Wednesday, June 20, 2018

Roots or Wings?

Borrowing a borrowed concept, I have been contemplating the importance of ‘roots and wings’ lately, as I bounce from work to the meditation cushion, travel and return home.

It seems that we are cultivating or challenging one or the other at any particular time. 

We see it in the news and in our own lives.  I remembered Obama’s parting comment to African leaders that the continent will not advance if its leaders refuse to step down when their terms end, as I witnessed the recent situation in Italy which has had its 5th leadership change in 7 years.  Whilst some people joyfully choose to migrate, we know how others are being forced from their homes to make life threatening journeys or are being torn from their families.  Every day on social media we see a constant flow of people taking on new roles and offering new ideas.  Much of my coaching and facilitation of leaders is helping them to look within or up and out, mostly both.  At a personal level, I am noticing my 3 year old niece is relishing our hellos and hating our goodbyes.  And I am witnessing friends who are settling down or leaving for new pastures.

Roots and Wings. 

Our roots are our connection with ourselves, others and of our place in the world.  Cultivating them gives us a sense of identity, of belonging, of ‘coming home to who we are’.  They are the foundations which keep us grounded, connected and contributing.  They are the relationships with those we love and with the complex and supportive fabric which nourish our inner core.   They give us security and stability.

Our wings give us the ability to reach out far and wide, expand our horizons and venture into new territories.  With them we express our innate curiosity, our sense of adventure and exploration and discover new ideas and opportunities. They are the means for which we allow our independence and initiative to flourish. They give us flexibility and freedom.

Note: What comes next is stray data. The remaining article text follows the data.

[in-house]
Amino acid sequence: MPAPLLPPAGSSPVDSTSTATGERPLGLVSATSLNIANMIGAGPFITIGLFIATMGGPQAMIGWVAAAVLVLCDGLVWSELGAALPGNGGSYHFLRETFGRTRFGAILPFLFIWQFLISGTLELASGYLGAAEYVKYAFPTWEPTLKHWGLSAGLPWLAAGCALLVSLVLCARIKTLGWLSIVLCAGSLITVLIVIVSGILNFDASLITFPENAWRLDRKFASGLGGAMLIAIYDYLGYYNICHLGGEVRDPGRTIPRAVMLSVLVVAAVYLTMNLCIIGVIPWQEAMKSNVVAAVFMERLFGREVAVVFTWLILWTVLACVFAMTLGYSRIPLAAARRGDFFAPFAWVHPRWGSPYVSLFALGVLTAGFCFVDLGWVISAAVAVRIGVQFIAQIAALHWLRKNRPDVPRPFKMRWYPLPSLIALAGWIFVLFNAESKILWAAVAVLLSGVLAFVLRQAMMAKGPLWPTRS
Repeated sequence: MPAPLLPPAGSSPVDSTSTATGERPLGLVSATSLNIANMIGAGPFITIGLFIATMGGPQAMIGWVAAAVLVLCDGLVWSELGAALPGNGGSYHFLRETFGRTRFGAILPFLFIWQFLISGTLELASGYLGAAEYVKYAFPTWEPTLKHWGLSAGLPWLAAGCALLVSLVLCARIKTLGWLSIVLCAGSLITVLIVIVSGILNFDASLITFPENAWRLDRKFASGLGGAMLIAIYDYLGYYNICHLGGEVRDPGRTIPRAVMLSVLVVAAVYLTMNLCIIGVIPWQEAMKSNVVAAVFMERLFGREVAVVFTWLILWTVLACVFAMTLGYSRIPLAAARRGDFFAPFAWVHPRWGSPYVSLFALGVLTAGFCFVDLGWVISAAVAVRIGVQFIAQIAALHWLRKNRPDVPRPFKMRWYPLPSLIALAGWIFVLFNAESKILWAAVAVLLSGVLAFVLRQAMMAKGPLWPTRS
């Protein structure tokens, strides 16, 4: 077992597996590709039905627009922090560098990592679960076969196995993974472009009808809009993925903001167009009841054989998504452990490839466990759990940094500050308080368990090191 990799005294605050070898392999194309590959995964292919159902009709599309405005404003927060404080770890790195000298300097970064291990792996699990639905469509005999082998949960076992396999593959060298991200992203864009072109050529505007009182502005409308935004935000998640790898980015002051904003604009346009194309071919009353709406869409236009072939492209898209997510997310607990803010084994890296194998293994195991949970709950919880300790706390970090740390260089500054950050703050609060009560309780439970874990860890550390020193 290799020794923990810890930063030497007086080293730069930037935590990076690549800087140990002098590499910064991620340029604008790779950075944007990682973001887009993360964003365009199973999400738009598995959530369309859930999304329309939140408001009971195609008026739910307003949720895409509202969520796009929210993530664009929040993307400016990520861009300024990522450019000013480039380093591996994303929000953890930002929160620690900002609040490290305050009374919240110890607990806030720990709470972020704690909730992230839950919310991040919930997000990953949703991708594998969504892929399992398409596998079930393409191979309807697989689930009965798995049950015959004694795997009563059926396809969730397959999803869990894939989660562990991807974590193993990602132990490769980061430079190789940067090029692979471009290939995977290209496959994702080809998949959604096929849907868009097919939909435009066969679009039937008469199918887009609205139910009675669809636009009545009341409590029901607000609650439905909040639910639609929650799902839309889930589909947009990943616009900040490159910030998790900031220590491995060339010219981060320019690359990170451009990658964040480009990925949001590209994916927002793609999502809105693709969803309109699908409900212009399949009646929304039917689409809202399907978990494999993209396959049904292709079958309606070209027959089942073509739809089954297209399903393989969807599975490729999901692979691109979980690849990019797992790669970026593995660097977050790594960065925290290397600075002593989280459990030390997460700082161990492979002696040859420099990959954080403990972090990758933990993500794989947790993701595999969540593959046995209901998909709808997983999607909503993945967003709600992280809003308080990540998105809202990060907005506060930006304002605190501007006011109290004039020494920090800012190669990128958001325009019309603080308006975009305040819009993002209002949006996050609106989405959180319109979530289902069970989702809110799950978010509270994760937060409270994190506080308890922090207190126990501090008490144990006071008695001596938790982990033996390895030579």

Arguably a balance between the two enables us to fulfil the depth and breadth of our potential.  If we get too focused on our roots, they can constrict and bind us.  Sometimes we just need to uproot and go to new places, in our mind or literally, to survive and thrive.  To create a new life. To gain new perspectives.  With too much focus on our wings, we can exhaust ourselves floating around and become disorientated, unfocussed and isolated.  

Attempting a balance may be something we do in the moment, or it may be stretched over longer periods, as we find ourselves giving priority to either one, over days, weeks, months or years. 

Some of us have a personality preference for one or the other. I find myself making generalisations about national cultural differences, such as flying independent-travelling New Zealanders ..and ironically acknowledge that our national treasure and icon, the kiwi, evolved into a flightless bird - as a result of having no enemies it decided it had no need to fly so lost its ability to do so.  More broadly, perhaps we can also draw on the difference between the eastern philosophies that we are already ‘here’; what we need is within us, and the western perspective, where we are driven to look externally; to go out in order to get ‘here’ fully. 

In integrating the two, we balance stillness with movement, being with doing, activity with meditation, solitude with company, introversion with extroversion...

As David Richo said “In short, we need to get up and go, but we also need to sit and stay”.        

Noticing our situation, preferences, focus and patterns helps us make those choices more consciously as opposed to automatically from a place of habit or fear.  We ask ourselves what serves us best. Sometimes it is about doing the opposite of what we would prefer to do.

What is your priority at the moment?  Roots or Wings?

Thanks to Jennifer who first introduced me to the concept of ‘roots and wings’, as passed on from Buster whose Mum might have heard it from the quote by Hodding Carter “there are only two lasting bequests we can hope to give our children. One is roots; the other, wings” which according to Wikipedia, was borrowed from Henry Ward Beecher

BBC, Obama warns on Africa leaders refusing to step down, 28 July 2015

Richo, D, (2002), How To Be An Adult in Relationships: The Five Keys to Mindful Loving, Shambhala Publications, Inc. Boston, Massachusetts p. 4

Photo via google images.

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